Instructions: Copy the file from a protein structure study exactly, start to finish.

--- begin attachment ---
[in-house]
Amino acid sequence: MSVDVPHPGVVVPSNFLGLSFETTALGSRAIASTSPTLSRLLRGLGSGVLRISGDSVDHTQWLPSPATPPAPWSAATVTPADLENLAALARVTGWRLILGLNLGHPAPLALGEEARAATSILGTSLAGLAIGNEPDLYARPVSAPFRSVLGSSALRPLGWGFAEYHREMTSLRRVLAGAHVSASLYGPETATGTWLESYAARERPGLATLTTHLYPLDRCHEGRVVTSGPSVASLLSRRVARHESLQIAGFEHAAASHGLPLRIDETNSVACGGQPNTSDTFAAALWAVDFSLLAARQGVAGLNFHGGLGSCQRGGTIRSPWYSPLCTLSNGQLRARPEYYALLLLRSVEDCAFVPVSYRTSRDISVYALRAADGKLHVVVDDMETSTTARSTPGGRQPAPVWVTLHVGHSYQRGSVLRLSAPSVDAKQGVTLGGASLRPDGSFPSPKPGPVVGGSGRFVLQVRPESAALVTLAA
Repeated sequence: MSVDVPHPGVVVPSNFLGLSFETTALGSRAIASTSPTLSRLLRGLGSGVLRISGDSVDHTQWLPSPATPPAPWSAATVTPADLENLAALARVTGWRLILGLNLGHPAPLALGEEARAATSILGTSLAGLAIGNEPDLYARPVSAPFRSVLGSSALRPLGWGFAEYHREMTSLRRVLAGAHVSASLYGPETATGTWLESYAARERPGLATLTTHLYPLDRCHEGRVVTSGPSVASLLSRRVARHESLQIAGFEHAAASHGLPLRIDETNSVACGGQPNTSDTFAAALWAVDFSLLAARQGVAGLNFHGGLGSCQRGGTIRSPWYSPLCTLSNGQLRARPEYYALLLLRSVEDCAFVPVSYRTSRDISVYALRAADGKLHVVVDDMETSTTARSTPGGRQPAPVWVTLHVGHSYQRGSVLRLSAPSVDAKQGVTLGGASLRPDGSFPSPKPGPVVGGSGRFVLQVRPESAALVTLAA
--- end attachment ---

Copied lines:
[in-house]
Amino acid sequence: MSVDVPHPGVVVPSNFLGLSFETTALGSRAIASTSPTLSRLLRGLGSGVLRISGDSVDHTQWLPSPATPPAPWSAATVTPADLENLAALARVTGWRLILGLNLGHPAPLALGEEARAATSILGTSLAGLAIGNEPDLYARPVSAPFRSVLGSSALRPLGWGFAEYHREMTSLRRVLAGAHVSASLYGPETATGTWLESYAARERPGLATLTTHLYPLDRCHEGRVVTSGPSVASLLSRRVARHESLQIAGFEHAAASHGLPLRIDETNSVACGGQPNTSDTFAAALWAVDFSLLAARQGVAGLNFHGGLGSCQRGGTIRSPWYSPLCTLSNGQLRARPEYYALLLLRSVEDCAFVPVSYRTSRDISVYALRAADGKLHVVVDDMETSTTARSTPGGRQPAPVWVTLHVGHSYQRGSVLRLSAPSVDAKQGVTLGGASLRPDGSFPSPKPGPVVGGSGRFVLQVRPESAALVTLAA
Repeated sequence: MSVDVPHPGVVVPSNFLGLSFETTALGSRAIASTSPTLSRLLRGLGSGVLRISGDSVDHTQWLPSPATPPAPWSAATVTPADLENLAALARVTGWRLILGLNLGHPAPLALGEEARAATSILGTSLAGLAIGNEPDLYARPVSAPFRSVLGSSALRPLGWGFAEYHREMTSLRRVLAGAHVSASLYGPETATGTWLESYAARERPGLATLTTHLYPLDRCHEGRVVTSGPSVASLLSRRVARHESLQIAGFEHAAASHGLPLRIDETNSVACGGQPNTSDTFAAALWAVDFSLLAARQGVAGLNFHGGLGSCQRGGTIRSPWYSPLCTLSNGQLRARPEYYALLLLRSVEDCAFVPVSYRTSRDISVYALRAADGKLHVVVDDMETSTTARSTPGGRQPAPVWVTLHVGHSYQRGSVLRLSAPSVDAKQGVTLGGASLRPDGSFPSPKPGPVVGGSGRFVLQVRPESAALVTLAA